Monday, 14 February 2011

Review - 'Clash' gives cops & robbers a Thai twist

UPDATE, 13 JULY 2011. It has been brought to my attention that this film is in fact a Vietnamese production, and as such I am in fact a tool. I wholeheartedly apologise for my mistake, and any offence it may have caused. Happily, it doesn't in any way change what an entertaining movie it is.


Five career criminals. All perfect strangers, or so it would appear. None of them use their own names, and are referred to only by the psuedonyms given to them by the one in charge. All are lower-level employees of a much bigger boss; the pieces on his chess board, as he likes to see it. They have a heist to pull off, and a specific set of rules to follow. There is a package they must obtain by any means necessary, and it is not their concern what the package is. However, things are not quite what they seem. Two among the group are not such strangers as they pretend; and one among them just might be an undercover cop...

Sounds rather like I just mashed up the plots of Reservoir Dogs, The Usual Suspects and a bit of The Transporter, wouldn't you say? And those are by no means the only revered thrillers to which Clash gives a nod. We have a little Leon (The Professional), as the big bad's second in command warns a grunt of the perils of disturbing the boss while he's enjoying his music; we have a little The Killer, as the same big bad sports Chow Yun-Fat's trademark of a blood-splattered cream suit, in a waterside final showdown no less. Factor in that the time-honoured convention of the star-crossed lovers, and it's beyond question that Clash is a big old intertextual sponge; absorb a broad spectrum of cult crime films (of the past two decades in particular), squeeze it all out and serve it up Thai-style, and this movie would be the net result.

And is any of that a bad thing? Absolutely not. Because Reservoir Dogs and The Usual Suspects never had anyone busting out jawdropping Muay Thai and Jujitsu moves, or blowing quite so much shit up in so extravagant a fashion.

After Force of Five (my review), this the second movie I've seen with Johnny Nguyen as the headline star. In fact, he's a great deal more besides, serving also as a writer, producer, and of course fight choreographer. Having done stuntwork on the Spider-Man movies and various other Hollywood blockbusters certainly can't have done anything to tarnish his name, and on this evidence he's got what it takes to become the next eastern action star to find cult status in the west. The fight scenes are impressive indeed, the prominence of elbow and knee moves marking them out as distinctly Thai, whilst the grappling, arm bars and choke holds are sure to tickle the fancy of anyone who enjoys MMA. The gun battles and vehicular stunts certainly aren't too shabby either.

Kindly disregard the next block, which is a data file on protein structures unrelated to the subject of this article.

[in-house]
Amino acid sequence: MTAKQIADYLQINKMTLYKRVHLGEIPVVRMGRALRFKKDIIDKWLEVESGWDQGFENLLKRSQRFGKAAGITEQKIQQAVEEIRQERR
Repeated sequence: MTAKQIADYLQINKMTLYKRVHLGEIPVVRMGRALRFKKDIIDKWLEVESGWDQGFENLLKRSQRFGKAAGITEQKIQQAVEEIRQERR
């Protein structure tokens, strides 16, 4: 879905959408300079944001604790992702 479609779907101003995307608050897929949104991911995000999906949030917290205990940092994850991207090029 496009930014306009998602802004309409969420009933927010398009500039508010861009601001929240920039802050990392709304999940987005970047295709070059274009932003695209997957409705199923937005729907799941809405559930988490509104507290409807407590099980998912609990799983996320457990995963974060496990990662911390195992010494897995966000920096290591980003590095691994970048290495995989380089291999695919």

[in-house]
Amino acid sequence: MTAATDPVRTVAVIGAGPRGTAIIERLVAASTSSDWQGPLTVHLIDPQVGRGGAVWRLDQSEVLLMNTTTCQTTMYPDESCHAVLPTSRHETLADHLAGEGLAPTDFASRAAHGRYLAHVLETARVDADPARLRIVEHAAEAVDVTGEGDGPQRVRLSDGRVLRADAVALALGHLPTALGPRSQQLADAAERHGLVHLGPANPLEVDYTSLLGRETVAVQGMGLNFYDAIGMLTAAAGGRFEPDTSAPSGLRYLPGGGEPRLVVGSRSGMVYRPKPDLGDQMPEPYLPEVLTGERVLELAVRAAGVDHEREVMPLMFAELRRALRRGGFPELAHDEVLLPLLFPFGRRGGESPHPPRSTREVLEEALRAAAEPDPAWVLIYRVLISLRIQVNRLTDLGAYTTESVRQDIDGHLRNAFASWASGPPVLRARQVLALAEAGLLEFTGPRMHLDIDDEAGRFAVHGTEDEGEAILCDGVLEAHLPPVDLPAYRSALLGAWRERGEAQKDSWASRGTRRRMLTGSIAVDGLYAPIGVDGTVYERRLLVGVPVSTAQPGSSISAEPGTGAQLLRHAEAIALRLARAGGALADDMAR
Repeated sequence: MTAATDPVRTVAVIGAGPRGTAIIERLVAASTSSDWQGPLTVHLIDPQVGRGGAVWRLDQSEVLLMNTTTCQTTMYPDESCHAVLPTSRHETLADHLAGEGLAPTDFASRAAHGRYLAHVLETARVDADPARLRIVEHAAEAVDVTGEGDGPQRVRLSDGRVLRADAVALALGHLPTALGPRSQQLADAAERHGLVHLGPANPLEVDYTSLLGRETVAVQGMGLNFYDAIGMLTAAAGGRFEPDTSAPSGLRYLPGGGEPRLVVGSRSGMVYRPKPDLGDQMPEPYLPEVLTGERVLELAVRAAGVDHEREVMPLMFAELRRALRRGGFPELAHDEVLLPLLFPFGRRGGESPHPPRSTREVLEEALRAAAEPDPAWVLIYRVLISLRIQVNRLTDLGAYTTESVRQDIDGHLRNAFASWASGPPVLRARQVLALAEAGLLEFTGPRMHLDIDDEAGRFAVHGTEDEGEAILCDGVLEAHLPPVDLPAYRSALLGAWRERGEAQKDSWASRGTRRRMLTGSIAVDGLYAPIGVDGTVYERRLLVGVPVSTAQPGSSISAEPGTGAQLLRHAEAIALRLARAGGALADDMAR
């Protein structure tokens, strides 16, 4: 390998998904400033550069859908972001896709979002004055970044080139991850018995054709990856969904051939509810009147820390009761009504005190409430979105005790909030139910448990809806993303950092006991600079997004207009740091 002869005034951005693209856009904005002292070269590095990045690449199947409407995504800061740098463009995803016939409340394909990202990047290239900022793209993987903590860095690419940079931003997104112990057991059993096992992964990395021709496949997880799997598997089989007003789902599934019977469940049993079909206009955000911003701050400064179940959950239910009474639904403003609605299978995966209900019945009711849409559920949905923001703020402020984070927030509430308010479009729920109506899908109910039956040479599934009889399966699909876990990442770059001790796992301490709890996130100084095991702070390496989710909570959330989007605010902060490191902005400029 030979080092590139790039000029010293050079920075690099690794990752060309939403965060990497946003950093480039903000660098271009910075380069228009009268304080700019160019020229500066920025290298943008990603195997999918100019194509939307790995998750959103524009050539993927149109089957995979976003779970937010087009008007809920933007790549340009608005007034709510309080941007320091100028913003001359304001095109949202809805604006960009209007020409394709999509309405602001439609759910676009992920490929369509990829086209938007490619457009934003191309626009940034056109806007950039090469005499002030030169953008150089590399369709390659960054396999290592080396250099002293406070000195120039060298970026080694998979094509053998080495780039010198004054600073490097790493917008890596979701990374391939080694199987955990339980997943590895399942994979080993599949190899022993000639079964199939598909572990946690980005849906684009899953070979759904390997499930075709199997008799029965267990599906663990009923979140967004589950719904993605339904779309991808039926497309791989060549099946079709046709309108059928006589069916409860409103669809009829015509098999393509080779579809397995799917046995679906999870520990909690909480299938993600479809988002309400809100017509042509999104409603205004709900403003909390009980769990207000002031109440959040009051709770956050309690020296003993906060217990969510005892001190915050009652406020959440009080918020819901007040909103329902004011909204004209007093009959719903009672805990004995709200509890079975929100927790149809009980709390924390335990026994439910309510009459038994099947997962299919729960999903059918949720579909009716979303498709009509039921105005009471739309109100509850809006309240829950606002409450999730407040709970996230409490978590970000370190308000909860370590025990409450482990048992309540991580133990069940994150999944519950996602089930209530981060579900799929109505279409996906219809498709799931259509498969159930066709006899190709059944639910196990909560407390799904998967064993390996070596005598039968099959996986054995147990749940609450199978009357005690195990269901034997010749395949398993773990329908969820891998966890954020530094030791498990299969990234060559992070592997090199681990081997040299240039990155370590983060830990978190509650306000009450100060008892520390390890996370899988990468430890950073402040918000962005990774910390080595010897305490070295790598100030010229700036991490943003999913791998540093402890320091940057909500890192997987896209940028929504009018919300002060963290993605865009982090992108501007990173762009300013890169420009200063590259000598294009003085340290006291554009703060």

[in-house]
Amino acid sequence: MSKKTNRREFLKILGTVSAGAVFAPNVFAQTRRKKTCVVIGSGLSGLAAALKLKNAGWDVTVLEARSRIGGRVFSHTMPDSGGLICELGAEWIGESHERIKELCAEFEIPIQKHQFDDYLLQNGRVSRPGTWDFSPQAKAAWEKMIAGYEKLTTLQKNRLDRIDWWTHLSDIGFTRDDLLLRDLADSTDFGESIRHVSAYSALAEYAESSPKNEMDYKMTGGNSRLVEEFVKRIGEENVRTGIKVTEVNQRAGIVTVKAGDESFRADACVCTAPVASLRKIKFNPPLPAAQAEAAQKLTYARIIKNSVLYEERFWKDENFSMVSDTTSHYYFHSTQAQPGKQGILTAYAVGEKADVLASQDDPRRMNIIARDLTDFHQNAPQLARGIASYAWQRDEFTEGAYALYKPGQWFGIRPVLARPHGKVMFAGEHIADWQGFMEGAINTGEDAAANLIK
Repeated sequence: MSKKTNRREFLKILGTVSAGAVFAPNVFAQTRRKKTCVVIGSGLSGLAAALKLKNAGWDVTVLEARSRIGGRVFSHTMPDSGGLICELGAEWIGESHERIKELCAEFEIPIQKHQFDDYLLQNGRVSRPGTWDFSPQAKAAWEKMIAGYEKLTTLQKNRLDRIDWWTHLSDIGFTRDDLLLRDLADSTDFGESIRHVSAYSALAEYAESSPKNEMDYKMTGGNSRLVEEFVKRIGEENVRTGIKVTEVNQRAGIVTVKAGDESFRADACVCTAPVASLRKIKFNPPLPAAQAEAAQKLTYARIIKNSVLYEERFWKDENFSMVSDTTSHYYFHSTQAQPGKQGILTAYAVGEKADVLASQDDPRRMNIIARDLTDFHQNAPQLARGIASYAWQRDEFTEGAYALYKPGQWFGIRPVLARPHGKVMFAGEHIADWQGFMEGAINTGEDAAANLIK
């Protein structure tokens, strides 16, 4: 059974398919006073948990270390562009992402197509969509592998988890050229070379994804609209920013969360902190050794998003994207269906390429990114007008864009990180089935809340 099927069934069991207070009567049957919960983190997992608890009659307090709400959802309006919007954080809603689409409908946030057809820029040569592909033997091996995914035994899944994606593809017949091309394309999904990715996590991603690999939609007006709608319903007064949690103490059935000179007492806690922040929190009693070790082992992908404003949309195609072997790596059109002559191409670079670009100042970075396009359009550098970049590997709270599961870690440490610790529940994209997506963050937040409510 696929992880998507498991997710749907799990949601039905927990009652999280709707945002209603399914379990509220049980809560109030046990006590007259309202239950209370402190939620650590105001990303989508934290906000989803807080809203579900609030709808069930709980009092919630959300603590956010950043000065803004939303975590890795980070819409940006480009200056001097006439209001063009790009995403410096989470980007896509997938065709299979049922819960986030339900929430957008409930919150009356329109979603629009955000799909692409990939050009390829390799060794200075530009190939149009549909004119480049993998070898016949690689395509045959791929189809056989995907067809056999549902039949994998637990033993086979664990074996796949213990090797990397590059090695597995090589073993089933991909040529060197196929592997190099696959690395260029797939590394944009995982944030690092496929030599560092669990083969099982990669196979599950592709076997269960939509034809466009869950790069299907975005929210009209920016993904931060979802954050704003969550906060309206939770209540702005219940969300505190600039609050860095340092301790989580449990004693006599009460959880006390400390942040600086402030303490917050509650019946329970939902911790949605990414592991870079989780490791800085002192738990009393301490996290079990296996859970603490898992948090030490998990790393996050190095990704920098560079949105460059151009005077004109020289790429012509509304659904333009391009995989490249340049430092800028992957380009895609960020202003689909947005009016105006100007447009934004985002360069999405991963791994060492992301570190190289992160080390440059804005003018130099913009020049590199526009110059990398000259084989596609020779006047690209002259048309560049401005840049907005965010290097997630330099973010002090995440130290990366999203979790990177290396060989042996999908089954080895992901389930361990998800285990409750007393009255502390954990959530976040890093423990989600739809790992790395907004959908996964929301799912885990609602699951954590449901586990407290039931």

However, while on paper this might read like The Johnny Nguyen Show, truth be told he isn't the real star or central character here. That goes to Veronica Ngo as the woman given command of the team, the one who allocates the code names (herself Phoenix, Nguyen Tiger), the one most directly manipulated by the big boss (codename Black Dragon). Hers is by far the most demanding role in the film, requiring her to show proficiency as a martial artist (tick); look great in street combat gear and fetching red ball gown (tick); project authority over her male subordinates (tick); yet also display deep vulnerability, for she has something very big and very personal at stake in the job (tick again). I haven't seen her earlier performance in The Rebel, a movie which I understand features much of the same cast and crew, but I can safely say I haven't been so impressed by a female action star in some time, possibly not since Michelle Yeoh. I do not say that lightly.

Newcomer Le Thanh Son turns in confident, energetic work in his debut as feature director; we can surely expect good things from this guy in the future. And as far as the script goes; sure, many of the homages are blatant (I haven't even mentioned the early scene that pretty well directly recreates Mr Pink's annoyance at not being allowed to pick his own colour), but it's not as though we're not expected to notice. Let's face it, western directors have been lifting motifs from eastern films for years without drawing much comment; it's nice to see the balance redressed now and then (as with last year's Connected.) And, of course, it's also fair to say that at least 95% of the time Hollywood can only dream of staging action scenes as electrifying as this.


Clash will be released on Region 2 DVD by Revolver Entertainment on 21st February 2011.

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